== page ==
It is also easy for Pakistan to hold on for long, while other distant powers like the Greeks(Yes! Alexander came here too), British, Russians and Americans always have had to go back home. During the period of engagement, they need a supply chain, and logistics can be a nightmare in the dry, hilly terrain of Afghanistan that is interspersed with local power holders.
By having an active hand in Afghanistan, Pakistan gains in preventing any support base for the secular Pashtun nationalists within its borders from challenging the Punjabi/ Pakistani power. Hence, Pakistan arrested many of the secessionists and nationalists in the GWOT, though many of the operations were said to have been directed against Al-Qaeda. It was easy for Pakistan to brand them as al-Qaeda/Taliban and hand over to the US.
Any strong influence of India in Afghanistan or Central Asia was also checked.
Pakistan as a country has understood that sticking with a military victory is not enough. One has to move ahead and capture victories in the realms of social acceptance, governance, development. But the solution or method it has adopted is: prolongation/elongation of the last phase of success in the military sphere.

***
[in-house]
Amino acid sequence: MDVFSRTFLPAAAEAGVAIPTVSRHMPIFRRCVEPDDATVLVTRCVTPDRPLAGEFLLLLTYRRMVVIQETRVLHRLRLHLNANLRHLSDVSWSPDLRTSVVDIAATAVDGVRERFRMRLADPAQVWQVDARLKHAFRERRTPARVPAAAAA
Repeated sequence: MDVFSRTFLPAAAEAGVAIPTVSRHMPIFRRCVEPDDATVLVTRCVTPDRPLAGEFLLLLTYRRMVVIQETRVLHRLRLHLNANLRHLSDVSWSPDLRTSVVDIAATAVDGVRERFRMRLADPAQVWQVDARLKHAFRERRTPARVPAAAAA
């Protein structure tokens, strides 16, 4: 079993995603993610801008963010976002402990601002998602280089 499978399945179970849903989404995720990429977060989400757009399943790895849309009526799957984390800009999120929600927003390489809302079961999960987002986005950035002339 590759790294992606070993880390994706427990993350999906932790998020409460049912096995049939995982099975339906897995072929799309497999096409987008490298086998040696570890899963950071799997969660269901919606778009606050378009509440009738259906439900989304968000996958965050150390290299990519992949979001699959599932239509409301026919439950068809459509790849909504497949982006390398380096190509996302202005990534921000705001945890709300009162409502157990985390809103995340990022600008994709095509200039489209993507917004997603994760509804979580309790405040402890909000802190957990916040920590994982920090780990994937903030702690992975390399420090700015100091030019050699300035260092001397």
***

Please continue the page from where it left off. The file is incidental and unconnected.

By knocking off the cross, Americans assumed the cathedral had fallen. They had even taken help from the high priest (Pakistan) for success in the very act. The processes have to be Afghan led and Afghan owned, but the West must step in where it is needed to do the heavy lifting.
They are not to substitute for Afghans but to enable them.
Further, the budgetary and workforce fluctuations induced by domestic concerns also had an effect on their overall act in Afghanistan.
In the absence of shared goals and shared threats, Pakistan benefits by working very differently from its strategic projections (Mullick, 2009). American and Pakistani regional interests vary to a great extent. Transactional nature of alliance with Pakistan dis-incentivises Pakistan from having the same goal but incentivises adoption of common procedures.